Election 2019

Conservatives pledge £4.2bn for trains, buses and trams

The Metrolink tram system in Greater Manchester is one scheme that could benefit Image copyright Getty Images
Image caption The Metrolink tram system in Greater Manchester is one scheme that could benefit

The Conservatives have promised £4.2bn of new spending on local train, bus and tram services if they win the 12 December general election.

The party said the cash, which would become available from 2022, would help fund transport projects outside London.

Transport Secretary Grant Shapps said it would transform services "in towns and cities across the country".

But Labour called it "pathetic" and the Liberal Democrats said the Tories "simply don't get public transport".

There has been much criticism of transport services outside London and particularly in the north, where fares are often higher and investment lower than in the capital.

Image copyright Getty Images
Image caption There would be more money for local rail projects

Treasury figures published on Wednesday suggest transport spending in London is almost two-and-a-half times more per person than across the north of England.

But Mr Shapps said the Conservatives' Local Public Transport Fund would "kick start the transformation of services so they match those in London".

This would ensure "more frequent and better services, more electrification, modern buses and trains and contactless smart ticketing".

The investment, which would be funded through the party's decision not to cut corporation tax, would go to eight mayoral or combined authority areas in England.

They include the North East, Tees Valley, West Yorkshire, Sheffield City Region, Greater Manchester, Liverpool City Region, West Midlands and West of England.

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Image caption The West Midlands Metro tram could also benefit

Local authorities would have to bid for the cash. They would also be given more control over things like setting fares, station upgrades and service patterns.

But they would also be expected to put money towards the schemes themselves. Examples of the sorts of projects that might get money include:

  • A new metro or light rail in West Yorkshire, including to Dewsbury, Pudsey and the Spen Valley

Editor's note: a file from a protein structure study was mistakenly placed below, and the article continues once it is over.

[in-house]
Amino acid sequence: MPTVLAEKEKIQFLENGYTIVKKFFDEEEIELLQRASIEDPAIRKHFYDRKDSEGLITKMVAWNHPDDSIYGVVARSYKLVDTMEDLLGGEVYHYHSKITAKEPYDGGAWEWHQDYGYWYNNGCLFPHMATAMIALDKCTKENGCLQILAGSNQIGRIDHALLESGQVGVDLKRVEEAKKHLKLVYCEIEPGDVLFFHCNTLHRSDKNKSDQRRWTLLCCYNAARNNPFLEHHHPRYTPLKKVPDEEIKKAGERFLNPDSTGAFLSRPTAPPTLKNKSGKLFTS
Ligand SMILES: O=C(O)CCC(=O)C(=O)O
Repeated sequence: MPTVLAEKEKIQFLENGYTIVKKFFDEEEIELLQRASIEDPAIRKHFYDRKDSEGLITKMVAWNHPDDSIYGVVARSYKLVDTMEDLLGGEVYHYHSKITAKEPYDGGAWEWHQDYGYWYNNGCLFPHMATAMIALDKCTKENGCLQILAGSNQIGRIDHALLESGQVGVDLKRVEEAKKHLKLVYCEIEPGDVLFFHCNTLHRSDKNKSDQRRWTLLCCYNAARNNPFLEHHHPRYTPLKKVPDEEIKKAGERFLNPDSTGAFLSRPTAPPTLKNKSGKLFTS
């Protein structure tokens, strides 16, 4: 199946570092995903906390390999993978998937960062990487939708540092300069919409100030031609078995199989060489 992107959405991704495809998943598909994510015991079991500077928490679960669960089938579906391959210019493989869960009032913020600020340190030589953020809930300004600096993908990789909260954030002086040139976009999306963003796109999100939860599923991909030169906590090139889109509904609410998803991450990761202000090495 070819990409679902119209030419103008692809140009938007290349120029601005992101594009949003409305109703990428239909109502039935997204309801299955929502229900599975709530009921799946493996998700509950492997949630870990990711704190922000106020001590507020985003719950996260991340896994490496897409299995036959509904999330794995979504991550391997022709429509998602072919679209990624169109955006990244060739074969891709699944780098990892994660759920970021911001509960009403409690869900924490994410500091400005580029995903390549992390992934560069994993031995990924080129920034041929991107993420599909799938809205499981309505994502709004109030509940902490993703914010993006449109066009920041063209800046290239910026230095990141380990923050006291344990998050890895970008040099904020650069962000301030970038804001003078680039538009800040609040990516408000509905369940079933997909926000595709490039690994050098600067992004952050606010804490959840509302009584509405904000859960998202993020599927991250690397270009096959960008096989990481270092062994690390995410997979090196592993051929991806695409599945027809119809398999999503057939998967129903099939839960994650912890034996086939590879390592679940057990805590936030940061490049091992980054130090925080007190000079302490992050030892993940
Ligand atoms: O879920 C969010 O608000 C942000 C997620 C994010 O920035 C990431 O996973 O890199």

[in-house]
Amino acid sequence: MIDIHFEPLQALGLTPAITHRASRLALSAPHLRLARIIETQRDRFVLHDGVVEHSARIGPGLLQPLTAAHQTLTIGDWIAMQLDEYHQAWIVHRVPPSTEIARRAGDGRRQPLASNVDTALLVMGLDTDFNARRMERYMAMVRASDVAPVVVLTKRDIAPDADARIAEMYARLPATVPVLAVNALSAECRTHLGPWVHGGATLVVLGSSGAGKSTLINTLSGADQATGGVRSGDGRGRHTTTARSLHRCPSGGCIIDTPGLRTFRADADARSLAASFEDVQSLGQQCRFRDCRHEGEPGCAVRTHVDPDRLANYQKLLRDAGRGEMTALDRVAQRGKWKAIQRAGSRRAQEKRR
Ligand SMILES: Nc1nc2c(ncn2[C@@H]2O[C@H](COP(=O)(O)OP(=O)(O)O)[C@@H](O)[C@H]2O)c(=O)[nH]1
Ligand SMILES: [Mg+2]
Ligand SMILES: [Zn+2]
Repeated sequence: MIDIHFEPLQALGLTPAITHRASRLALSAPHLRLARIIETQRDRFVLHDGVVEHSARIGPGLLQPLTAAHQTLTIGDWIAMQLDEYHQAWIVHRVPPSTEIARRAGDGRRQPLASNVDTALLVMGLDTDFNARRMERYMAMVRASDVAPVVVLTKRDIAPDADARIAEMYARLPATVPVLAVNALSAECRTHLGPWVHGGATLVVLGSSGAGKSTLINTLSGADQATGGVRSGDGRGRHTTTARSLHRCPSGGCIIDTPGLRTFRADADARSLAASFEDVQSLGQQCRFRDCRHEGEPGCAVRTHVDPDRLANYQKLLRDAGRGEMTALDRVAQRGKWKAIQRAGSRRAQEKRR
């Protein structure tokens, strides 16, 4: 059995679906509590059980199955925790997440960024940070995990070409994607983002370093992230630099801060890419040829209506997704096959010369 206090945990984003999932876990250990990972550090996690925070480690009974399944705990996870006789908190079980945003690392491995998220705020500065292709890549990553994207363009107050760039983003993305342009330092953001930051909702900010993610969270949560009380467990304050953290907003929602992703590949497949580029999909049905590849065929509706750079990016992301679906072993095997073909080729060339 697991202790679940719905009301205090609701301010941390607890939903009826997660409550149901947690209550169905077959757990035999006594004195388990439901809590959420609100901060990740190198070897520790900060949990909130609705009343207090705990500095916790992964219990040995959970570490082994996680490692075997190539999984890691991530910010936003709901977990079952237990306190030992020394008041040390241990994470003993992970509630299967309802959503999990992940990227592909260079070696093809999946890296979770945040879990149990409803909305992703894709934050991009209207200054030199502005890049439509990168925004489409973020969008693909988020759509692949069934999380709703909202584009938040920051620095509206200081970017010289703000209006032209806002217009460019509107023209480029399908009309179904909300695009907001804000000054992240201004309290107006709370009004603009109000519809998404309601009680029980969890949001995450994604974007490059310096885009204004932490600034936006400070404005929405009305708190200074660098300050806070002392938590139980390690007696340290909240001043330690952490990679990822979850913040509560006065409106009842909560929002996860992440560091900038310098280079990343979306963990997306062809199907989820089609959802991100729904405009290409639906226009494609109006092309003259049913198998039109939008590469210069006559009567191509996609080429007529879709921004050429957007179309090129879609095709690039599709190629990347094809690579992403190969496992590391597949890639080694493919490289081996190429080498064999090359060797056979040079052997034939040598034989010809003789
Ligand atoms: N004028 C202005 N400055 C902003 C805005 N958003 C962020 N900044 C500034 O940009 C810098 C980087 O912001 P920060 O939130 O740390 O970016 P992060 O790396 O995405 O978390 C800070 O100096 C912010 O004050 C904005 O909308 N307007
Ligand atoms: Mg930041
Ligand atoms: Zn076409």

• extensions to the Metrolink tram system in Greater Manchester, including to Stockport and Bolton
  • upgrades to the Tyne & Wear Metro and new heavy rail lines in the North East
  • extensions to the West Midlands Metro tram, including to Solihull and Birmingham Airport

The Conservatives also promised a "national bus strategy" and a long-term funding settlement for buses in the 2020 Spending Review.

They said the new fund would not cover pan-regional transport projects such as Northern Powerhouse Rail, which will be paid for from different budgets.

There are a couple of important caveats to this announcement. The first is that the funding will become available from 2022.

So although it would amount to a £4.2bn fund over five years, just £1.68bn of it would be made available for English city regions by the end of the next parliament.

The second is that £840m a year, shared among several city regions, won't go a very long way on transport infrastructure. However, the Conservatives are clear that the fund wouldn't cover all of the projects on their wish list.

And they expect local authorities to generate extra capital through initiatives such as commercial developments in or around train stations.

What's clear is that all of the parties want to be seen as champions of transport infrastructure outside of London.

Shadow transport secretary Andy McDonald said: "This announcement is a pathetic attempt to cover up the government's disastrous and incompetent failure to invest in public transport.

"Tory cuts have caused public transport fares to rise at twice the rate of wages and thousands of bus routes to be cut, worsening congestion on our roads as a result.

"It's time for real change. Labour will invest in transport across the country delivering the major and local infrastructure projects every region of our country deserves."

Labour's plans for local transport include slashing rail fares by a third across the country and making train travel free for under-16s.

The party also promises to reinstate 3,000 bus routes that have been cut and says it would deliver rail electrification and expansion across the country, including in Wales.

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Image caption Labour has promised to cut rail fares by a third

The Liberal Democrats have promised to invest more in buses, trams and railways, while encouraging walking and cycling to protect the environment.

They would also freeze peak-time and season ticket fares for five years.

Liberal Democrat shadow transport secretary Wera Hobhouse said: "The Conservatives have overseen a decline of more than 200 million bus journeys since 2015 and failed to invest in our railways across the UK, all while Johnson dreams up vanity projects like his island airport, a dud garden bridge and London buses that simply don't work.

"The Tories simply don't get the need for excellent public transport which gives people a real alternative to individual car use.

"At the same time, Boris Johnson's reckless Brexit plans would be disastrous for the economy, meaning less money to fund vital transport and infrastructure projects."

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